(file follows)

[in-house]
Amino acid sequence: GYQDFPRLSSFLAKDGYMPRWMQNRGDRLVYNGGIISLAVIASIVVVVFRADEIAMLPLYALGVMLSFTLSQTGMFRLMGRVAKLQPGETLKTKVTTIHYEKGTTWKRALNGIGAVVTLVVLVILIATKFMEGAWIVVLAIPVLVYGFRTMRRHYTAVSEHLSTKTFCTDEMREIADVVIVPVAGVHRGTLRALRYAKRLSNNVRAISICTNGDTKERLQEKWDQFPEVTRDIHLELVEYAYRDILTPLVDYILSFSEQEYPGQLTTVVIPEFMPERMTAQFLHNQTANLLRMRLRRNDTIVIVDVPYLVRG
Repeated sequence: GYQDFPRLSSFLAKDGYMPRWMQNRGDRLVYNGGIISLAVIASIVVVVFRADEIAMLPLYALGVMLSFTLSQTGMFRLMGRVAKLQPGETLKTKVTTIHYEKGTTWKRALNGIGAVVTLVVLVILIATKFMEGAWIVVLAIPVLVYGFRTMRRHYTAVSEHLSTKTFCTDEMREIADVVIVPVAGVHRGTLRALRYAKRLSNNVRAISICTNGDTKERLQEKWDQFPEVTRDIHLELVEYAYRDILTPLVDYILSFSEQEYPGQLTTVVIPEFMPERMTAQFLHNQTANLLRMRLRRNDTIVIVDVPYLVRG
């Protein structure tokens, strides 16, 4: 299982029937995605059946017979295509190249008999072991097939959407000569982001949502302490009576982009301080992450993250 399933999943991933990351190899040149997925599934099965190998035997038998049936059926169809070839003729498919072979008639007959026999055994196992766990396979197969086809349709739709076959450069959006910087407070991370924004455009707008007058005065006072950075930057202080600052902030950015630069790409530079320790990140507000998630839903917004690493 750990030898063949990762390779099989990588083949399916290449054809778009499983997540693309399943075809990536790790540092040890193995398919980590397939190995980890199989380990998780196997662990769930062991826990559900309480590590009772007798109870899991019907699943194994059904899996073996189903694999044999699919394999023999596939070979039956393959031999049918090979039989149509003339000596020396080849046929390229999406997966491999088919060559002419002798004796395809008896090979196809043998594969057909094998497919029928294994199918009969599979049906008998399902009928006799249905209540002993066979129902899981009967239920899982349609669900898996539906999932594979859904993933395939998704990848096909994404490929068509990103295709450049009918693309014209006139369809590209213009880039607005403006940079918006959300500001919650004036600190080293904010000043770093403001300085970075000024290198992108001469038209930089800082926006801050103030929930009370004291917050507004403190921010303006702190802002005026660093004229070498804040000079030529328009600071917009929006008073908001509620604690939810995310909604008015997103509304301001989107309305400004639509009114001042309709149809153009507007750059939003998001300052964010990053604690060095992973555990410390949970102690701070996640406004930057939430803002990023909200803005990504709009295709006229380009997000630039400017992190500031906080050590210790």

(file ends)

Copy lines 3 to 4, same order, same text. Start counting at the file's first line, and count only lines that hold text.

Repeated sequence: GYQDFPRLSSFLAKDGYMPRWMQNRGDRLVYNGGIISLAVIASIVVVVFRADEIAMLPLYALGVMLSFTLSQTGMFRLMGRVAKLQPGETLKTKVTTIHYEKGTTWKRALNGIGAVVTLVVLVILIATKFMEGAWIVVLAIPVLVYGFRTMRRHYTAVSEHLSTKTFCTDEMREIADVVIVPVAGVHRGTLRALRYAKRLSNNVRAISICTNGDTKERLQEKWDQFPEVTRDIHLELVEYAYRDILTPLVDYILSFSEQEYPGQLTTVVIPEFMPERMTAQFLHNQTANLLRMRLRRNDTIVIVDVPYLVRG
């Protein structure tokens, strides 16, 4: 299982029937995605059946017979295509190249008999072991097939959407000569982001949502302490009576982009301080992450993250 399933999943991933990351190899040149997925599934099965190998035997038998049936059926169809070839003729498919072979008639007959026999055994196992766990396979197969086809349709739709076959450069959006910087407070991370924004455009707008007058005065006072950075930057202080600052902030950015630069790409530079320790990140507000998630839903917004690493 750990030898063949990762390779099989990588083949399916290449054809778009499983997540693309399943075809990536790790540092040890193995398919980590397939190995980890199989380990998780196997662990769930062991826990559900309480590590009772007798109870899991019907699943194994059904899996073996189903694999044999699919394999023999596939070979039956393959031999049918090979039989149509003339000596020396080849046929390229999406997966491999088919060559002419002798004796395809008896090979196809043998594969057909094998497919029928294994199918009969599979049906008998399902009928006799249905209540002993066979129902899981009967239920899982349609669900898996539906999932594979859904993933395939998704990848096909994404490929068509990103295709450049009918693309014209006139369809590209213009880039607005403006940079918006959300500001919650004036600190080293904010000043770093403001300085970075000024290198992108001469038209930089800082926006801050103030929930009370004291917050507004403190921010303006702190802002005026660093004229070498804040000079030529328009600071917009929006008073908001509620604690939810995310909604008015997103509304301001989107309305400004639509009114001042309709149809153009507007750059939003998001300052964010990053604690060095992973555990410390949970102690701070996640406004930057939430803002990023909200803005990504709009295709006229380009997000630039400017992190500031906080050590210790």